Lesley Turner, looks at tips you can use when you’re interviewing candidates for your vacant position in practice …
The process of recruiting a new staff member can be difficult. With things getting busier as the demand for private dentistry increases, practice managers and principals have less time on their hands, so having to go through a recruitment process isn’t always a welcome added extra.
Over recent months we have given out tips and advice on recruitment including how to get the word out about vacancies, what to look for in the ideal team player and now, here are a few pointers on how to conduct good job interviews…
Asking the right questions
A lot of people associate job interviews with the same questions, so they prepare to be asked things such as, ‘tell us a bit about your background’, ‘how could you improve the company’ and so on.
However, to make yourself stand out as an employer and to discover more about the candidate sitting in front of you, you may want to consider asking some different questions.
Think about asking the interviewee about what the most important part of their career has been, or what aspects of their job they enjoy most. You can also ask them what sort of things make them enthusiastic, or how their friends would describe their personality. What these questions will do, unlike the usual questions, is stimulate a conversation and this is what you want.
How many job interviews have you been in where it is just question after question and it is almost too structured? By asking these alternative questions, the conversation flows and you can strike up a rapport with the interviewee and get more of gauge of what they are like as a person.
Let them talk
Someone once told me about a technique that can be used in job interviews, whereby most of the talking is done by the interviewee, rather than a host of questions coming from the interviewer.
The person who gave me this advice said that in a previous job, they would have to do about 17 interviews a week for a recruitment agency asking the same questions every time and it became a bit monotonous.
So, they learned that, to get better quality answers from interviews, they would ask a couple of questions and then just keep quiet for the rest of the allotted time. So, if there was a 30-minute interview slot, for 27 minutes they would ask the candidate to talk about themselves and talk for just three minutes themselves.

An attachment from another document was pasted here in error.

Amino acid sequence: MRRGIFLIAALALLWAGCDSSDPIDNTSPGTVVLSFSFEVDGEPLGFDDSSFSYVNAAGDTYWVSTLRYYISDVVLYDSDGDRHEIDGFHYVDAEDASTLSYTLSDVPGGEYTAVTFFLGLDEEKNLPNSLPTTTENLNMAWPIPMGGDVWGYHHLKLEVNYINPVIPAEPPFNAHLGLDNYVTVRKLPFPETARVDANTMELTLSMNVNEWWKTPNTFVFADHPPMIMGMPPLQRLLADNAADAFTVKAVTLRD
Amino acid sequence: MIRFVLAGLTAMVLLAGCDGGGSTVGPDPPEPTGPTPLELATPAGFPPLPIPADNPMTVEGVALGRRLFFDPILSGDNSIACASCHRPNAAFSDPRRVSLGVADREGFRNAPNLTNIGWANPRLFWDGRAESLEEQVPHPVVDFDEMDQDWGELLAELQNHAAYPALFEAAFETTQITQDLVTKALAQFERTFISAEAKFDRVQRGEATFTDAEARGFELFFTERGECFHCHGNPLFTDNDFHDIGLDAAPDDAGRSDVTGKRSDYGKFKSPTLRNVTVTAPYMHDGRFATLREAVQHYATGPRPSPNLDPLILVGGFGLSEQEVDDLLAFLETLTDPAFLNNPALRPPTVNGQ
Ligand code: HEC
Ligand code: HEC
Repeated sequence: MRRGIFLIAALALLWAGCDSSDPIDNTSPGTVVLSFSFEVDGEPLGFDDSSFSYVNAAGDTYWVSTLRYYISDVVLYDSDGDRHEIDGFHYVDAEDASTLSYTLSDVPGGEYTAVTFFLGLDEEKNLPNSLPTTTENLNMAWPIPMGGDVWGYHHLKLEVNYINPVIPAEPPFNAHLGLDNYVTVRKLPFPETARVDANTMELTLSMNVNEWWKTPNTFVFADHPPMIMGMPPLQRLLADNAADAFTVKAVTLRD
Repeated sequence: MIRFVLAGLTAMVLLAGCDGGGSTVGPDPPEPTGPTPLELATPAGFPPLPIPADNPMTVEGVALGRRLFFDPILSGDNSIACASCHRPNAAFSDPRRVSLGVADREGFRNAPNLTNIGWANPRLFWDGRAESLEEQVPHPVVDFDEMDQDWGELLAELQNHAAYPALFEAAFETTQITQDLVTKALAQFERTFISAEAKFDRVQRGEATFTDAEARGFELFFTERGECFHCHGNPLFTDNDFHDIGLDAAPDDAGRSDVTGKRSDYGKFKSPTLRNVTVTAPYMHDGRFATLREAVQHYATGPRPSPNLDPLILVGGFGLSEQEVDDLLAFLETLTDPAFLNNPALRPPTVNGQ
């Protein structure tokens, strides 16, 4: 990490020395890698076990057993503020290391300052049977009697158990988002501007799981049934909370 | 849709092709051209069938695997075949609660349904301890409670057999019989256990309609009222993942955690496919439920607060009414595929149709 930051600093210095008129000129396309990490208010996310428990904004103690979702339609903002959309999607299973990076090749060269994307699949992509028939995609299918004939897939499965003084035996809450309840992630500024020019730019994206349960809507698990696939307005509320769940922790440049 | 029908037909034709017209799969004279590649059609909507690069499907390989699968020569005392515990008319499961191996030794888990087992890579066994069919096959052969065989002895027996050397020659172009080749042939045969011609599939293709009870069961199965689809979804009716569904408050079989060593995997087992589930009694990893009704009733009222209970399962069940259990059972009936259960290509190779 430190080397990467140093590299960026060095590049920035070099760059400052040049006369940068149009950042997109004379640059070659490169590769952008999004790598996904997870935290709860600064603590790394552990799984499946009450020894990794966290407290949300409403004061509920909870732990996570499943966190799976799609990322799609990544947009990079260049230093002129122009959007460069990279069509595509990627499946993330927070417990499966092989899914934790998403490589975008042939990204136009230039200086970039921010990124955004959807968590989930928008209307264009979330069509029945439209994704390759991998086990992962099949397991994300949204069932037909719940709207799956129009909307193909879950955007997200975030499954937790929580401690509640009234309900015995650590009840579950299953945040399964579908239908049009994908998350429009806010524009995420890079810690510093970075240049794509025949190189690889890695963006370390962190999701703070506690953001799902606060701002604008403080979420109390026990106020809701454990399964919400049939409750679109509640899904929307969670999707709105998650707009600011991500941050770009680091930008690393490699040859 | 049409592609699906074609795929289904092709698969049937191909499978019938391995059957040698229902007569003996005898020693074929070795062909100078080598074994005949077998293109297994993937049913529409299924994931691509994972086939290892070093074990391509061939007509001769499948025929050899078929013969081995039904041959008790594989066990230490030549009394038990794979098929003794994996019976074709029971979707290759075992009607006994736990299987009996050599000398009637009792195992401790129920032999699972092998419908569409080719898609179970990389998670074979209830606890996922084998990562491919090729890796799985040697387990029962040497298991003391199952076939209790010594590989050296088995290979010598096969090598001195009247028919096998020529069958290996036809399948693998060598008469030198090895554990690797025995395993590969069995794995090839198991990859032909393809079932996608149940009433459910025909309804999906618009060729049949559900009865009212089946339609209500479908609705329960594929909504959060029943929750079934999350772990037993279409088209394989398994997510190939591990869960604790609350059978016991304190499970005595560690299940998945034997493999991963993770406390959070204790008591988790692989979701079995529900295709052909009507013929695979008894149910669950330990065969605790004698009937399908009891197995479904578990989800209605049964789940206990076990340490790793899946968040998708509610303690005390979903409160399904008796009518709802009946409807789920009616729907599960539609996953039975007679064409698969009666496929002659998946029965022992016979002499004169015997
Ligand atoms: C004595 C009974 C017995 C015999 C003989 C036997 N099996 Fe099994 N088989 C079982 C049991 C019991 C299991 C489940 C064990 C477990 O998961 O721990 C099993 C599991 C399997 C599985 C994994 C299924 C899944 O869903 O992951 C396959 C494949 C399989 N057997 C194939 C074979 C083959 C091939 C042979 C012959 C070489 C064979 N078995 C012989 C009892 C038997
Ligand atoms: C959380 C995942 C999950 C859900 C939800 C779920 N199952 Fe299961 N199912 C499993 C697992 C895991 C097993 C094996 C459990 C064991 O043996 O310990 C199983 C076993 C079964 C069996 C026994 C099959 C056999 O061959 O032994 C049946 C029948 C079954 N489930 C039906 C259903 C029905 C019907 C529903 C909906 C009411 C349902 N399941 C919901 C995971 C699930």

This technique puts the interviewee on the spot. However, what you will find out is how hungry they are, how much desire they have for the job and if they are good at communicating and striking up a relationship.
If someone talks for five minutes and then struggles to fill any more time than that, then maybe they aren’t the right candidate for your job.
Often you can gauge that from a CV if a candidate has a drive to get on. If they have achievements on there and have taken part in activities outside of work, then you will be able to tell who is driven and hungry, and who isn’t.
So, once you’ve chosen those people at the application stage, then you will invite them in for interview. When you do that, it is important to explore that hunger even further. Probe them on their achievements, why they decided to do different things and what was driving them?
‘How did their achievement make them feel?’ is another key question to ask and again, it will help you separate who is more keen than others, and who will fit better into your practice.
Also, explore their skills to make sure they have ample experience in the things you will need them to do in that role. You don’t want a situation where, months down the line someone working on reception says: “Well, I’m not very good with spreadsheets.” The interview is the time to go through their skills and make sure they not only have that skill, but also experience in using them.
Hopefully, these few hints and tips will help make the process easier for you next time you have to interview candidates for any vacancies at your practice.